We see that the model captures the mean correctly. But notice that the standard deviation of y(x) (represented with the blue shaded region in the plot above) is overestimated for values of x close to 0 and underestimated values of x far from 0.

Our model assumes a constant variance for all values of x. To improve our model, we need to change how we parametrize the variance of y and allow it to change with the magnitude of x.

Equipped with this insight, we can return to the code block where we defined the model and change it to:

After making this change, we started a new run (i.e., executed our code again), and now the work we did to integrate Neptune will pay off!

In Neptune’s “Compare runs” panel, we can compare all the plots of the new run side-by-side to the results of the first run:

From a look at the “Compare Runs” tab, it is clear that our change improved the model! Our posterior predictive checks now suggest a much better agreement between our model and observations. And not only that. If we pick the mean values for the parameters we just estimated and plug them into the formula for <y(x)> and sigma(x), we obtain a much better agreement with observations than before:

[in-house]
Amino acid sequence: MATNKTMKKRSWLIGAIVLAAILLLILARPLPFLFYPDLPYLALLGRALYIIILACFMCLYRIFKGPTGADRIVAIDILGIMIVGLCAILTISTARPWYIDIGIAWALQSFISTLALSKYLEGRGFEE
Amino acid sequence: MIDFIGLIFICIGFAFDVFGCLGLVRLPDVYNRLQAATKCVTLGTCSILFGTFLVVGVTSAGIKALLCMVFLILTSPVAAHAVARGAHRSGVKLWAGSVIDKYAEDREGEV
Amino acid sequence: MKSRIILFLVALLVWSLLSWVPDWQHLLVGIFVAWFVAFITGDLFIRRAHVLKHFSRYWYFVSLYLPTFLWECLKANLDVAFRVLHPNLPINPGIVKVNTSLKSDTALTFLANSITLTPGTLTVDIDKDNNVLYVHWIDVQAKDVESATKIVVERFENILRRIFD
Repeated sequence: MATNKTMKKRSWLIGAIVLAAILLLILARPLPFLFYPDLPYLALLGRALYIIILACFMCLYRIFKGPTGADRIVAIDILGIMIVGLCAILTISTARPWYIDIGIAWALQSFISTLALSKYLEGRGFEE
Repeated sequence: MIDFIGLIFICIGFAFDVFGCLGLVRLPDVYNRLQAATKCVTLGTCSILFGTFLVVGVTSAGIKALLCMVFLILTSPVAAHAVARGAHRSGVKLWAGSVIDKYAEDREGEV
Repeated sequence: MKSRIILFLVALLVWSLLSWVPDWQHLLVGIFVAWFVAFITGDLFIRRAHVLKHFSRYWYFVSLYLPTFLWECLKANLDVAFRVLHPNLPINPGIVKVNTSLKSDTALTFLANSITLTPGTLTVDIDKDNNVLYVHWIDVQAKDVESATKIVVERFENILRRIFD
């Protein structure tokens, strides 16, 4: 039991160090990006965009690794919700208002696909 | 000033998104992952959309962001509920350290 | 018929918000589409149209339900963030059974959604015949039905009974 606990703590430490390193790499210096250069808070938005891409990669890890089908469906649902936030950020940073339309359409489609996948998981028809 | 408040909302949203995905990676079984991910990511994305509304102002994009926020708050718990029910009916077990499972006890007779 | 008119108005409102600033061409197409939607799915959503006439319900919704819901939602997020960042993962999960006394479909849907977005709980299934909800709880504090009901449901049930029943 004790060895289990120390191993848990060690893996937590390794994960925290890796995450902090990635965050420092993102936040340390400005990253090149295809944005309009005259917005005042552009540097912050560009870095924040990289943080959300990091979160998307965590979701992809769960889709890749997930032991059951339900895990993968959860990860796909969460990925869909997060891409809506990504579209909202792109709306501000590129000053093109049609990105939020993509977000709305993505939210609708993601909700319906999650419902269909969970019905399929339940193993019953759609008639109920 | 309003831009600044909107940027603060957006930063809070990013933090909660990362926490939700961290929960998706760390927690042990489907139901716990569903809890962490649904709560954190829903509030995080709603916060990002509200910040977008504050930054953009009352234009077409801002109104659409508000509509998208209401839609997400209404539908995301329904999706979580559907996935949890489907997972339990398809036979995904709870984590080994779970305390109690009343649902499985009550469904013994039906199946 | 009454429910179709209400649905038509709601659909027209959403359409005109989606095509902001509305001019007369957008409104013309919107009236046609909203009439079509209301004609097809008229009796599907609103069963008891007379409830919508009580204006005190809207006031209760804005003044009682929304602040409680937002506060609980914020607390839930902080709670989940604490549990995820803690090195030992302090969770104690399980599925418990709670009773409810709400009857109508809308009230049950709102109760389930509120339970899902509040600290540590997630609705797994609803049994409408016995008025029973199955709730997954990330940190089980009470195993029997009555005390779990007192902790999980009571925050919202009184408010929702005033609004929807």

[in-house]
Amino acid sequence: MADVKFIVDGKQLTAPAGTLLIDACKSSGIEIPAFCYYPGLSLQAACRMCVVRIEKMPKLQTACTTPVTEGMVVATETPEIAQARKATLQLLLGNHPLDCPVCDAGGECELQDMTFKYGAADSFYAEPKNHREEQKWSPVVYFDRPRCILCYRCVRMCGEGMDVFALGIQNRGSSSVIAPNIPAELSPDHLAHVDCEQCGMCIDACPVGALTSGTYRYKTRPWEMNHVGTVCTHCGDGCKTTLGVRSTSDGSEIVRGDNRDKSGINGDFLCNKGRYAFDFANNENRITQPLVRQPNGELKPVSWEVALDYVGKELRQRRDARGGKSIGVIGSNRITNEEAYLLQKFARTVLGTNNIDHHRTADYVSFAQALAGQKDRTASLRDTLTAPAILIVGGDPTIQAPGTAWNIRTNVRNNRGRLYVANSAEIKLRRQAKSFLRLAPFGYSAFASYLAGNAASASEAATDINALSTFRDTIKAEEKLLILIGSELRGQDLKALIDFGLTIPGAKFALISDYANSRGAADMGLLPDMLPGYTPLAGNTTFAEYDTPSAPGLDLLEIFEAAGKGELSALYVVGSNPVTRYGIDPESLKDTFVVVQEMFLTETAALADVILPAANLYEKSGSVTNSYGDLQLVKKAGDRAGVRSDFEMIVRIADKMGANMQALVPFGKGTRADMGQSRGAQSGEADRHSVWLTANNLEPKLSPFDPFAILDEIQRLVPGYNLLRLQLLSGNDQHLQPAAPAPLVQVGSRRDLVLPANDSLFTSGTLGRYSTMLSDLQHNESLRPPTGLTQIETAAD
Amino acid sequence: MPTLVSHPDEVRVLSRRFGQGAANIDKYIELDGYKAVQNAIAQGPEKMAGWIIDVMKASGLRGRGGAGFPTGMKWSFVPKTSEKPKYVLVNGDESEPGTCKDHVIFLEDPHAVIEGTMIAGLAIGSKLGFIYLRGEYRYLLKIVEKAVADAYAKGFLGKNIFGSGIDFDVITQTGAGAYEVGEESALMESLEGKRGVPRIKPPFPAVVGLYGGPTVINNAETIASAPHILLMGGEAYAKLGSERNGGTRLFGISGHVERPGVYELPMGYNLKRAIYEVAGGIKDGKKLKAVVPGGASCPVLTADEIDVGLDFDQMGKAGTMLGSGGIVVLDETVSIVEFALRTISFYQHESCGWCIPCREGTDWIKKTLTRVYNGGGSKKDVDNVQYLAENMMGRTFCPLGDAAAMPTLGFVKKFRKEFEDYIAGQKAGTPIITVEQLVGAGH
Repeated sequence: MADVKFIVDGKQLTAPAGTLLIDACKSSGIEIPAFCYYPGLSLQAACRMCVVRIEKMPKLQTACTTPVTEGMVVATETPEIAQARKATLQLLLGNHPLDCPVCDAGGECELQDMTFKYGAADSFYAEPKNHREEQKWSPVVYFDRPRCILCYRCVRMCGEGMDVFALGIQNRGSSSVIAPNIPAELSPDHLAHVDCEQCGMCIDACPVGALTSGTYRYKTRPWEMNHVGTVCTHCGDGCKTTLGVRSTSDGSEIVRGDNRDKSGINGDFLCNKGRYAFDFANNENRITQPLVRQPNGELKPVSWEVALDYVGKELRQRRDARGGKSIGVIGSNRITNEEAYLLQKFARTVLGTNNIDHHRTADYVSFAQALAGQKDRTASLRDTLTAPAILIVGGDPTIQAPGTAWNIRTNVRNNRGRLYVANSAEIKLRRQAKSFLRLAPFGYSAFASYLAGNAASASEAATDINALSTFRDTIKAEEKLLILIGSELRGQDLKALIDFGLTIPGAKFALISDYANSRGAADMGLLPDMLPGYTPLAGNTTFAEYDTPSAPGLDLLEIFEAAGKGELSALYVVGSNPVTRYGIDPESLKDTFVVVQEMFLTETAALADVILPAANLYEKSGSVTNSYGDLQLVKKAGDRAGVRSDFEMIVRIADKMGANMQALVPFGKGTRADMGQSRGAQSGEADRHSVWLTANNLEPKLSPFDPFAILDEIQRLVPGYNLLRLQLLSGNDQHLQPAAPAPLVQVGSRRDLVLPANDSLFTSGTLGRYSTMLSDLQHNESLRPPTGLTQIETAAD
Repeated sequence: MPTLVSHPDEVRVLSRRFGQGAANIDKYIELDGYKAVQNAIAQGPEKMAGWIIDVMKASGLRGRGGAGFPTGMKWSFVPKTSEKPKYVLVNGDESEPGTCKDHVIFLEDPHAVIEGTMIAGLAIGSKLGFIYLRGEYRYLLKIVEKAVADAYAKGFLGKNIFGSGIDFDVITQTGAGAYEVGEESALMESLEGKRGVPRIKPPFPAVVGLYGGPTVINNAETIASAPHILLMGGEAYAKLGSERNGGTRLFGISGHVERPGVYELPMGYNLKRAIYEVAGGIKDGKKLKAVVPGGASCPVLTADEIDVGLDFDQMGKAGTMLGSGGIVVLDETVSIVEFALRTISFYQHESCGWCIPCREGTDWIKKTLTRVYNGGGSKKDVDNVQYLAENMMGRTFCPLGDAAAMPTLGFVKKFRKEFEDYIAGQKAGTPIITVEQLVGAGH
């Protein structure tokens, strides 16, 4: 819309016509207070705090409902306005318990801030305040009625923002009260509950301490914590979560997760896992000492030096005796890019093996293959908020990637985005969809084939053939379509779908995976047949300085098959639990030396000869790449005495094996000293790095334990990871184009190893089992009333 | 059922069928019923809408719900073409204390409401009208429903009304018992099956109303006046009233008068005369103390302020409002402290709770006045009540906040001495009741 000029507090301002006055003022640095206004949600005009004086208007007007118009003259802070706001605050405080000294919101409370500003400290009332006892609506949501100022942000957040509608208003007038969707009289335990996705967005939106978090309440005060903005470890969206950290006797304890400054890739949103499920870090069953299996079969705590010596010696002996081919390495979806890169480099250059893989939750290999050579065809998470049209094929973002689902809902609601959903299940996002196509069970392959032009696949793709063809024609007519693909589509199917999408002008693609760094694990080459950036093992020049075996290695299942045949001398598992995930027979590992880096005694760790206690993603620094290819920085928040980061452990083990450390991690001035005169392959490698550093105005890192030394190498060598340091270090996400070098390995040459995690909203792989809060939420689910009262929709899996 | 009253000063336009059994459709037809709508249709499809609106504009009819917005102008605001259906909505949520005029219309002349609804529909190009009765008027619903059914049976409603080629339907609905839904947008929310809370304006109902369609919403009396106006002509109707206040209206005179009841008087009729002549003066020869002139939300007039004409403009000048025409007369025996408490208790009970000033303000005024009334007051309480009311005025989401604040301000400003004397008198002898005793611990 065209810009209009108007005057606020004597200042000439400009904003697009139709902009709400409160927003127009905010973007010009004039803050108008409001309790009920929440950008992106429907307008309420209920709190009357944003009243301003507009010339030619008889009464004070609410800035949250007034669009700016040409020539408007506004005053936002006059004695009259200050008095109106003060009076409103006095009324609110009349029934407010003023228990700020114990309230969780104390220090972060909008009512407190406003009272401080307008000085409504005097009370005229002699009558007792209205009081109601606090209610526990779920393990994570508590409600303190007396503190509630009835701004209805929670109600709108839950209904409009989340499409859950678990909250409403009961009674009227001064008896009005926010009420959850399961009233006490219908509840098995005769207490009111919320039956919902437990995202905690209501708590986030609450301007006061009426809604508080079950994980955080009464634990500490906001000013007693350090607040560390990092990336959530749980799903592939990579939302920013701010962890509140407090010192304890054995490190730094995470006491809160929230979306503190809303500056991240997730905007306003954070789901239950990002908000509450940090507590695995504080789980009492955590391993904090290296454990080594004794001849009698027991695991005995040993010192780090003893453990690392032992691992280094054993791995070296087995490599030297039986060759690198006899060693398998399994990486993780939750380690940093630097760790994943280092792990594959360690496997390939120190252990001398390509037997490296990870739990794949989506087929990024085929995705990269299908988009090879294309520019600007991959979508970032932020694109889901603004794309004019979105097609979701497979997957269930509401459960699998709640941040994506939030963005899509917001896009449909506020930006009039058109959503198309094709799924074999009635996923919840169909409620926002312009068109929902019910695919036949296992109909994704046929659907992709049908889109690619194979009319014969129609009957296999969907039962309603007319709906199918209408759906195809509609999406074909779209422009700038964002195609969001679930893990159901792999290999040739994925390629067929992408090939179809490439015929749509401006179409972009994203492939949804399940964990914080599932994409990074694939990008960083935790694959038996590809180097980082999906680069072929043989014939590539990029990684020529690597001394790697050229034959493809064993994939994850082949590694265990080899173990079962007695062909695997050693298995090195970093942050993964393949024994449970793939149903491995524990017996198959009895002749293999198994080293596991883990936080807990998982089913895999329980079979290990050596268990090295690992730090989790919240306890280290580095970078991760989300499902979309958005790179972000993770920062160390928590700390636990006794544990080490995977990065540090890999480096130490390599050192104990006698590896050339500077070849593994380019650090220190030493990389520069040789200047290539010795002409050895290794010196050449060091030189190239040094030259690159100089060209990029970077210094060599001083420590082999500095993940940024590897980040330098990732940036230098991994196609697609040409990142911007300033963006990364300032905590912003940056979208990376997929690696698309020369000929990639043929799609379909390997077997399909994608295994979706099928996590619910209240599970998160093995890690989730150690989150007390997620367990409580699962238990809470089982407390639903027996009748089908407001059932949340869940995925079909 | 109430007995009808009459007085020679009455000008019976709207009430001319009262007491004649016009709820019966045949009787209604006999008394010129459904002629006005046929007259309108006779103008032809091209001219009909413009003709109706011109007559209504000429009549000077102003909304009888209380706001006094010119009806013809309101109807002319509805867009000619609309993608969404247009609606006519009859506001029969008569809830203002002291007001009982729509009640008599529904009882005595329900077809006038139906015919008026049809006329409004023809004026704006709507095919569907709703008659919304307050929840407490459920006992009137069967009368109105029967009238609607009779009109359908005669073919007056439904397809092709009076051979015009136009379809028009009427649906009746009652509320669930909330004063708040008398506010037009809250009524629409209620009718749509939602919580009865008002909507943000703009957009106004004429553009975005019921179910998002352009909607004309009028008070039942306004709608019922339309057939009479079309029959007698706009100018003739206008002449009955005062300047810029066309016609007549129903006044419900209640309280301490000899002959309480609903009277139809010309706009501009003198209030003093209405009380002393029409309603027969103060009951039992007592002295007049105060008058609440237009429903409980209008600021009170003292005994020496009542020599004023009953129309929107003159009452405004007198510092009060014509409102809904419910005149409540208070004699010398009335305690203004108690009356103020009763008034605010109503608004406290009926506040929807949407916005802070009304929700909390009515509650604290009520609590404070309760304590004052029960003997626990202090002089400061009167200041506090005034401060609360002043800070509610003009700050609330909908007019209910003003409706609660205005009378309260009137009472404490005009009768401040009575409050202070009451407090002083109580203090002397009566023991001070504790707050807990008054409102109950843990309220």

## Summary

In conclusion, we were able to integrate Neptune as a valuable tool into a typical Bayesian workflow. Even a simple implementation like the one we just saw, where we are just logging some plots/metrics and looking back at them over time, can significantly help us develop increasingly better hypotheses and better understand the data!

As a next step, if you want more info about Neptune, a great starting point is their docs. If you want to gain in-depth knowledge about Bayesian inference, I wholeheartedly recommend the book “Probability Theory: The Logic of Science” by E. T. Jaynes.

I am sincerely grateful for the contributions of Kilian Kluge and Patricia Jenkner, whose meticulous editing enhanced the quality and clarity of this post.